Vikings fullback Jerome Felton said he never heard a curse word come out of former coach Leslie Frazier’s mouth.
You might need to cover your ears when Felton’s next coach speaks.
Mike Zimmer, who will be the ninth head coach in Vikings history, has been on HBO’s “Hard Knocks” three times, including this past season when he was defensive coordinator for the Cincinnati Bengals. It didn’t take long for Felton and other players who watched the no-holds-barred look at a training camp to gain an old-school appreciation for Zimmer’s relentless coaching style.
“I heard more curse words and yelling from one episode of ‘Hard Knocks’ than I heard in my whole time here with Leslie,” Felton said. “So it’s going to be different, and it’s going to be an adjustment for some guys.”
Yelling alone sounds like a drastic change from Frazier, who carried a more laid-back mentality during his tenure. The players will have to learn to adapt, because the 57-year-old Zimmer’s approach has been successful in the past and likely won’t change in his first head coaching position.
“The way he communicates with the players on the sidelines, he’ll get in your face and he’s aggressive,” Vikings safety Jamarca Sanford said. “I love that as a defensive player. That’s what every defensive player wants.”
Zimmer flew to Minnesota on Tuesday as the leading candidate for the Vikings job. He initially interviewed last week with General Manager Rick Spielman, but the second interview at Winter Park was considered key.
Zimmer said there had been no job offer when he returned to his hotel on Tuesday night, but he returned to Winter Park early Wednesday and by 9:30 a.m. had accepted the team’s job offer.
The Vikings issue a statement Wednesday night confirming Zimmer’s hiring. They will introduce him at a news conference at 11 a.m. Friday at Winter Park.
Earlier Wednesday, one of Zimmer’s daughters, Corri, excitedly broke the news on Facebook, and Twitter was alive with reaction from Vikings and Bengals players at the same time.
Zimmer was believed to be one of three finalists, but the only one who got a second interview. The others were Arizona Cardinals defensive coordinator Todd Bowles and Seattle Seahawks defensive coordinator Dan Quinn.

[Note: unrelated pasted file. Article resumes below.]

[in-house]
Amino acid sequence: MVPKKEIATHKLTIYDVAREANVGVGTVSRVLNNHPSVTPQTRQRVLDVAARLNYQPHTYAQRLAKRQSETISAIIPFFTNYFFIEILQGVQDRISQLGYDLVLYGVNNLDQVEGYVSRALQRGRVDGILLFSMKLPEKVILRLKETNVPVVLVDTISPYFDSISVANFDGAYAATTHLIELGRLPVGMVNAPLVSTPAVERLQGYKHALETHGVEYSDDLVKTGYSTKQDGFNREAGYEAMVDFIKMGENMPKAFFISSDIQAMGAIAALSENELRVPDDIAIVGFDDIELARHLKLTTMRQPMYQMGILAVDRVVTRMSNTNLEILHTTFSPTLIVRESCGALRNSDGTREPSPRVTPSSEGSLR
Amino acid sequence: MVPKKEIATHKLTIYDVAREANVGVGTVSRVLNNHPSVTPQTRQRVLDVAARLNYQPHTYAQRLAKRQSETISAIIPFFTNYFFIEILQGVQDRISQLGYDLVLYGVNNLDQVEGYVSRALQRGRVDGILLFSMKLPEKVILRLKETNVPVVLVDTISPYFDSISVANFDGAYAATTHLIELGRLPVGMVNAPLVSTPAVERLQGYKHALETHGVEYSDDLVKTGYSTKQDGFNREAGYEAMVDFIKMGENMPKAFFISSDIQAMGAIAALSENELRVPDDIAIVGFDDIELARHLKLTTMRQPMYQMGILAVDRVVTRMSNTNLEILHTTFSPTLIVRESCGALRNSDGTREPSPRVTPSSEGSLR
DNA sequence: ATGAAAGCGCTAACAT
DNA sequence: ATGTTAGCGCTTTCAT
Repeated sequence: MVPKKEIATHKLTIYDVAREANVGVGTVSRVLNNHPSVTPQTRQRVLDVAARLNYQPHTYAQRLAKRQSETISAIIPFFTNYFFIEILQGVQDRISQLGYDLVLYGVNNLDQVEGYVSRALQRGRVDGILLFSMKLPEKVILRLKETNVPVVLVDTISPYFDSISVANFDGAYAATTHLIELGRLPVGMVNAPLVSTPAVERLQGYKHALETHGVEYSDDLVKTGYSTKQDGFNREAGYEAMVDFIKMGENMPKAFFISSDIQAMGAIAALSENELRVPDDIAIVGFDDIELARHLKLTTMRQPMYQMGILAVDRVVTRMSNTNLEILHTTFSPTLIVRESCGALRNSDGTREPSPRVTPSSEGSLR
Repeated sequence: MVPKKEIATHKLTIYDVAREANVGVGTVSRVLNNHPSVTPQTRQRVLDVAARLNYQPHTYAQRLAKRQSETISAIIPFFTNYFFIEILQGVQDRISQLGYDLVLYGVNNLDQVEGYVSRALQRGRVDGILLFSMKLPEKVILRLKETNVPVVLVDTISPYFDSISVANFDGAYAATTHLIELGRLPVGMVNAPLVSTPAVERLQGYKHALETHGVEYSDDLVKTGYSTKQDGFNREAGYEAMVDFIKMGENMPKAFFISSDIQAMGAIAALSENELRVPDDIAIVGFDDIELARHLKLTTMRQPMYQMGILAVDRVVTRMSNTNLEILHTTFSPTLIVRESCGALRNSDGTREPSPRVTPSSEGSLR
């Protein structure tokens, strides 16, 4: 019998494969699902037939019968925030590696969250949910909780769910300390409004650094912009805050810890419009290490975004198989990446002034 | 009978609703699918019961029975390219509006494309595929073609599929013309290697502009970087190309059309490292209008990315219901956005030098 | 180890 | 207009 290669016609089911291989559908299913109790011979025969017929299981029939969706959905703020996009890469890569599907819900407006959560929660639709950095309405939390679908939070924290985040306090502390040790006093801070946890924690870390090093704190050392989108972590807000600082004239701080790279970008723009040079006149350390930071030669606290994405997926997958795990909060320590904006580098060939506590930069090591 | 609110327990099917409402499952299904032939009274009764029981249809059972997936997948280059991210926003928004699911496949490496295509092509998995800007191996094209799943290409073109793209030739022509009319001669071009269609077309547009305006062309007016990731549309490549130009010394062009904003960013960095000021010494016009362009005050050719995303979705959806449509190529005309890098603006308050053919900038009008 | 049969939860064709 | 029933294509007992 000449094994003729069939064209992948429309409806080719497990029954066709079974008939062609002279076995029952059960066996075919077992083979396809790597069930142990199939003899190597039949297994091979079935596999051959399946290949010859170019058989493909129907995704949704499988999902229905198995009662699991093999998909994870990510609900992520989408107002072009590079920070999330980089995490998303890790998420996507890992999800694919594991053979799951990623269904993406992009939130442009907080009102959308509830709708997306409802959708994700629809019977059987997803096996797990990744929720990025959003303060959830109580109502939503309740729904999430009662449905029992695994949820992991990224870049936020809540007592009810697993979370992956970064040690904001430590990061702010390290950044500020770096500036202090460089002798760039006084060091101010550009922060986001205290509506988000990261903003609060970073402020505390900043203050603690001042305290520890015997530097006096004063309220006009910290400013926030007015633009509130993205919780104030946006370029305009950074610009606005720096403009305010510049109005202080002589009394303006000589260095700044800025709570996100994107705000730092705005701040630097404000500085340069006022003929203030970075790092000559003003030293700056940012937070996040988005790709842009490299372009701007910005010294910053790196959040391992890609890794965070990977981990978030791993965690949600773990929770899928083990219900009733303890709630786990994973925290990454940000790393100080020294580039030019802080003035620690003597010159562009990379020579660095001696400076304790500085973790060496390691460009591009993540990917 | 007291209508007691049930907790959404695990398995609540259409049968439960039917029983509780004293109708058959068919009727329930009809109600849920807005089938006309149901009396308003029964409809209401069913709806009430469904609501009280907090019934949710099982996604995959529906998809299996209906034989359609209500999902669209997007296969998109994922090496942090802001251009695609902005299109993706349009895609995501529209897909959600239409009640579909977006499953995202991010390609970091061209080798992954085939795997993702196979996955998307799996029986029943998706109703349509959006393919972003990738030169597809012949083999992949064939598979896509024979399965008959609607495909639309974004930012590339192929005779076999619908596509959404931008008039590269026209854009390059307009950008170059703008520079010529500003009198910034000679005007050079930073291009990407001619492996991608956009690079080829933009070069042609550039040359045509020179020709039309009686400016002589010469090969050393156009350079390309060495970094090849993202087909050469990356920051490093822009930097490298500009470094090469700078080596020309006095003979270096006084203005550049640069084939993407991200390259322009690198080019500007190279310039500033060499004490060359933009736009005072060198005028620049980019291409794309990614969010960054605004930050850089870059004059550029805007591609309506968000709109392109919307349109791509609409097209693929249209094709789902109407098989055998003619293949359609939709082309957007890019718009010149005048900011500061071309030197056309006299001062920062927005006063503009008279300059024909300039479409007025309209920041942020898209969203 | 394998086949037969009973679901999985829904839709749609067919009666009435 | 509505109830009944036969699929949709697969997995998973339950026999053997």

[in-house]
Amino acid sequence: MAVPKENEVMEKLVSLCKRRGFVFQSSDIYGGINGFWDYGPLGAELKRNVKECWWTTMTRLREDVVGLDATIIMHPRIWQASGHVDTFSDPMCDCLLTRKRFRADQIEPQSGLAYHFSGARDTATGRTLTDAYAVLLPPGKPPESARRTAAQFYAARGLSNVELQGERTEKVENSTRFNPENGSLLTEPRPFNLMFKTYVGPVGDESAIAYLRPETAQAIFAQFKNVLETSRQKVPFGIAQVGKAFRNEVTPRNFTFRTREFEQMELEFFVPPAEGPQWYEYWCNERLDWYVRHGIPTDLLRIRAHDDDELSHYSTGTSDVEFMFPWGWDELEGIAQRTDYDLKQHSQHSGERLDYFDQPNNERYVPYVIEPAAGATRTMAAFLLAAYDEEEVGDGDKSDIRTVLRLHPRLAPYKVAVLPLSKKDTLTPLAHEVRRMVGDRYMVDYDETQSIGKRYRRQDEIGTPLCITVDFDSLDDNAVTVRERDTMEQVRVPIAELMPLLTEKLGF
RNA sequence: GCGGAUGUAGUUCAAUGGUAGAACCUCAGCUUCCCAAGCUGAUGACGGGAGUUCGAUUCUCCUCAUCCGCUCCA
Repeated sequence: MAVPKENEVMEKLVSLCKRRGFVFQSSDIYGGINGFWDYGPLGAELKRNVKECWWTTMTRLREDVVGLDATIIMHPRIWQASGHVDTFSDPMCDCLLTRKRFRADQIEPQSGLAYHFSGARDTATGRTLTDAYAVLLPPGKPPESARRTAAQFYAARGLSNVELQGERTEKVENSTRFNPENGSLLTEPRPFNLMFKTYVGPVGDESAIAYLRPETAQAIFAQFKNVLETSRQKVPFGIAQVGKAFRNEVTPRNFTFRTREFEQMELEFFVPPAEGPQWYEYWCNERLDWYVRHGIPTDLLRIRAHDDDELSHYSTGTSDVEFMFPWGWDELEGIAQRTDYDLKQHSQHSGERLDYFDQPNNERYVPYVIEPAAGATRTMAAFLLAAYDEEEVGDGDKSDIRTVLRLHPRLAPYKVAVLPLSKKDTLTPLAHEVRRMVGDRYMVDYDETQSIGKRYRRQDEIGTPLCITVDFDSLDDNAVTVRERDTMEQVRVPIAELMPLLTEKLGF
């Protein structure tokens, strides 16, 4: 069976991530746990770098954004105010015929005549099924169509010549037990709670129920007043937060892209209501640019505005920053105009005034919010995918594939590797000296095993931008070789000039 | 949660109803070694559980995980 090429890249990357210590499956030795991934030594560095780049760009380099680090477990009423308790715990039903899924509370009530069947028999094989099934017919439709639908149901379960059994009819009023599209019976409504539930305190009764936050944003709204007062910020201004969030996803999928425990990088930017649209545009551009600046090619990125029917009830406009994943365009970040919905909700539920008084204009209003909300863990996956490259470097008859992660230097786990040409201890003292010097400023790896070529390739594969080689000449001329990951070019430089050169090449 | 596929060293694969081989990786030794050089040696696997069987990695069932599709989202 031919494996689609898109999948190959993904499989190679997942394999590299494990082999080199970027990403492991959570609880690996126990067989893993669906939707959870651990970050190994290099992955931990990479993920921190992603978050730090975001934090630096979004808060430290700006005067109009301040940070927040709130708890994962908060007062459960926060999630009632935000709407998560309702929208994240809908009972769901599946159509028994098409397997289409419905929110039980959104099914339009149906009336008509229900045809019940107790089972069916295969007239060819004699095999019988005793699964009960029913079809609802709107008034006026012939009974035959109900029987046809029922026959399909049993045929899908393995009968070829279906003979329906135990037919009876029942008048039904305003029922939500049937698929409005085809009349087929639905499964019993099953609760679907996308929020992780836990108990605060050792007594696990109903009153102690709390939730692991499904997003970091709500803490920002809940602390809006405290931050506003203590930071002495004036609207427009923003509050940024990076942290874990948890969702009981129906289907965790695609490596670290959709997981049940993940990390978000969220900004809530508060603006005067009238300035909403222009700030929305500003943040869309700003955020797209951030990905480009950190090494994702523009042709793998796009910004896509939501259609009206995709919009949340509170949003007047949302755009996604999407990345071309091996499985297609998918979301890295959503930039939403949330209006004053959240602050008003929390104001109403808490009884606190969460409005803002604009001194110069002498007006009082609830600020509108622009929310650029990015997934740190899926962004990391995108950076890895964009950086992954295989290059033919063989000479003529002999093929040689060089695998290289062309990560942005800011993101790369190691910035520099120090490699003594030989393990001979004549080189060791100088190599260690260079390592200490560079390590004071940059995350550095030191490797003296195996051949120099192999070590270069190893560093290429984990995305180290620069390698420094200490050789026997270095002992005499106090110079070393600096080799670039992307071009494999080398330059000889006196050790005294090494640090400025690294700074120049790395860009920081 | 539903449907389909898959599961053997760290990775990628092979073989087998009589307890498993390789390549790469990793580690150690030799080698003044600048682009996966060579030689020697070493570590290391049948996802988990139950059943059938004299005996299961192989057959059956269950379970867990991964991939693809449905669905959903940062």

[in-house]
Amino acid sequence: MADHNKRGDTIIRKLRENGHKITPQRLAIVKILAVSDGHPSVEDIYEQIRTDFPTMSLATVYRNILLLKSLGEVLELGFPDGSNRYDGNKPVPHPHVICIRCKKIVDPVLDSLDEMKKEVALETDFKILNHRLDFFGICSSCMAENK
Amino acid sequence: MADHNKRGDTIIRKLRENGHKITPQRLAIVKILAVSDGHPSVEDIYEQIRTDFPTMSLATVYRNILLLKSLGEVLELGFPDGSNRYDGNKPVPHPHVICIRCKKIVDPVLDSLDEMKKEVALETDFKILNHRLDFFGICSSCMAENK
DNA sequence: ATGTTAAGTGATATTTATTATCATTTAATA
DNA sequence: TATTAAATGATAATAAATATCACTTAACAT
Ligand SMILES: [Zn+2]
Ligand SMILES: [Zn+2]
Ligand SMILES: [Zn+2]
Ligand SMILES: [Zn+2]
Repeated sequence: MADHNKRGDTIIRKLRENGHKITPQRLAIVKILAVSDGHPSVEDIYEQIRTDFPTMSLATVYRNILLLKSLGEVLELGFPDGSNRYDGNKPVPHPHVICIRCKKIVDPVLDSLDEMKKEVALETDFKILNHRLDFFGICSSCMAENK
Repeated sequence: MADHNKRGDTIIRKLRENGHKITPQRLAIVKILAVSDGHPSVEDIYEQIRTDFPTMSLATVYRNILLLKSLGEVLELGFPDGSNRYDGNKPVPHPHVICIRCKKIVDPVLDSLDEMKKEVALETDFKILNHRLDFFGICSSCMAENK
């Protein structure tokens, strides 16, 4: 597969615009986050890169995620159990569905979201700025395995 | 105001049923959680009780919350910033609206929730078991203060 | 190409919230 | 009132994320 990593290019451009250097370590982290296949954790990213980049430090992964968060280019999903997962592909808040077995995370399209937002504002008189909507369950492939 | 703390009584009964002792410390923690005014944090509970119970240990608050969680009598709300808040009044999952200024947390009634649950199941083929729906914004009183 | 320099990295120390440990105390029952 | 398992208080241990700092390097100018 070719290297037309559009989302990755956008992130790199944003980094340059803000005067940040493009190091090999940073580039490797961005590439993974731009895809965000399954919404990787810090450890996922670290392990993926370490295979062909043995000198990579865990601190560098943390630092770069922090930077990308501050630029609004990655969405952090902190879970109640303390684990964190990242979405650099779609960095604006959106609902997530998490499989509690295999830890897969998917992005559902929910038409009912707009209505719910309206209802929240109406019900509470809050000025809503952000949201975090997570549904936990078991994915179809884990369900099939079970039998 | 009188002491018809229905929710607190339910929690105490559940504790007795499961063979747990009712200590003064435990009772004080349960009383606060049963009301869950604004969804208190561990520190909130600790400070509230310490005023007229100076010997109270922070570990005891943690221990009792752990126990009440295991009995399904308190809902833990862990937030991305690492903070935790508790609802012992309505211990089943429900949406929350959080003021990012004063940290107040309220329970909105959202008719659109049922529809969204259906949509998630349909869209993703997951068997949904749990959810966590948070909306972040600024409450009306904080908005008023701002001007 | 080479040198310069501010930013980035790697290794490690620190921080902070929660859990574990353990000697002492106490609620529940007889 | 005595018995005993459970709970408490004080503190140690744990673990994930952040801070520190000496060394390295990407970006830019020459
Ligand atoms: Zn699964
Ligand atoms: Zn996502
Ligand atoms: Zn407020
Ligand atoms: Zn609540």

NFL.com reported the Vikings have received permission from Cleveland to interview offensive coordinator Norv Turner, a veteran NFL coach, for the same position under Zimmer. Most of Frazier’s staff, including offensive coordinator Bill Musgrave and defensive coordinator Alan Williams, remain under contract for one more season; most of the coaches, however, are likely to be dismissed once Zimmer takes over.
Zimmer’s energy and intensity on the sideline established a top-10 defense in Cincinnati during the final three seasons of his six-year span. The Bengals were 27th in total defense before Zimmer joined coach Marvin Lewis’ staff.
“I believe in a disciplined and physical brand of football and I look forward to getting to work on leading a team capable of long-term success,” Zimmer said in a statement released by the Vikings on Wednesday night.
The Vikings finished the 2013 season with a 5-10-1 record and ranked 31st in the NFL in team defense.
“You see the things he did in Cincinnati; they were playing great defense out there,” Sanford said. “We’re looking forward to it. … That’s the last thing you want to be is almost dead last in the league in defense. That don’t sit well with me, so just looking forward to grinding this offseason and getting ready to approach this 2014 season with Coach Zimmer.”
During his 35-year coaching career, Zimmer has employed many defensive variations. The Vikings, under Frazier, were a Cover 2 team, a system that depends on a strong pass rush from a four-man front and uses little blitzing.
The Bengals, who finished fifth in overall defense in 2013, preferred a more aggressive style.
And Zimmer, in Cincinnati, helped keep “character issue” players, such as linebacker Vontaze Burfict and cornerback Adam “Pacman” Jones, in check.
In the final season of Frazier’s tenure, the Vikings had three player arrests in a three-week span and had one player, linebacker Erin Henderson, arrested twice in six weeks.
“He’s a no-nonsense kind of guy, so I’m assuming it’s going to be an interesting training camp,” Felton said.
Lauded by players
Zimmer had coached in the NFL for 20 seasons without getting a head coaching job, and given the amount of praise he received on social media, many seemed to think the big promotion was overdue.
Ranging from Hall of Fame cornerback Deion Sanders, who tweeted Zimmer was one of the best coaches he ever had during their time with the Cowboys, to Bengals linebacker Rey Maualuga, there was an outpouring of joy for Zimmer about the Vikings’ hiring.
“He can coach any position on the defense and demands the attention of the room,” said Zimmer’s son Adam, an assistant defensive backs coach for the Bengals. “The players love him and respect him.
“You only see little snippets of when he’s getting angry on ‘Hard Knocks’ and stuff like that. Most of the time he’s really even-keeled; tremendously hard worker. He gets in the office earlier than anybody. He’s passionate about what he does and wants to do the best at what he does. Sometimes the emotions come out but that’s not all the time by far.”
Change of pace
Vikings defensive end Brian Robison contacted one of Zimmer’s former players, Cowboys defensive tackle Jason Hatcher, who gave a scouting report on Zimmer.
“He’s going to yell at you and try to get the best out of you,” Robison said. “But at the same time if you deserve praise, he’s going to praise you up. It’s just a different change of pace I guess from Coach Frazier that we’ve had.”
Zimmer will bring a different attitude from the old regime. Time will tell if this change in style will work.
But keep the “dump” button handy in the meantime.